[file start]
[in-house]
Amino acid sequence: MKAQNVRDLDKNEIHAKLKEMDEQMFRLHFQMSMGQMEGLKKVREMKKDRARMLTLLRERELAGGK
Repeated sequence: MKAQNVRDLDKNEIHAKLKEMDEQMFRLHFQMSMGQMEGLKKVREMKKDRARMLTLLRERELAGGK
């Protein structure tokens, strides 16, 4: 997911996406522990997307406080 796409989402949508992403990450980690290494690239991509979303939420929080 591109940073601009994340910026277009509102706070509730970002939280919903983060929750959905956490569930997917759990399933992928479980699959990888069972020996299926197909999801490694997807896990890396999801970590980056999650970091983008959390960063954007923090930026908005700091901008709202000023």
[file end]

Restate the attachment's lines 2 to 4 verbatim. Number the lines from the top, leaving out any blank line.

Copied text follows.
Amino acid sequence: MKAQNVRDLDKNEIHAKLKEMDEQMFRLHFQMSMGQMEGLKKVREMKKDRARMLTLLRERELAGGK
Repeated sequence: MKAQNVRDLDKNEIHAKLKEMDEQMFRLHFQMSMGQMEGLKKVREMKKDRARMLTLLRERELAGGK
């Protein structure tokens, strides 16, 4: 997911996406522990997307406080 796409989402949508992403990450980690290494690239991509979303939420929080 591109940073601009994340910026277009509102706070509730970002939280919903983060929750959905956490569930997917759990399933992928479980699959990888069972020996299926197909999801490694997807896990890396999801970590980056999650970091983008959390960063954007923090930026908005700091901008709202000023």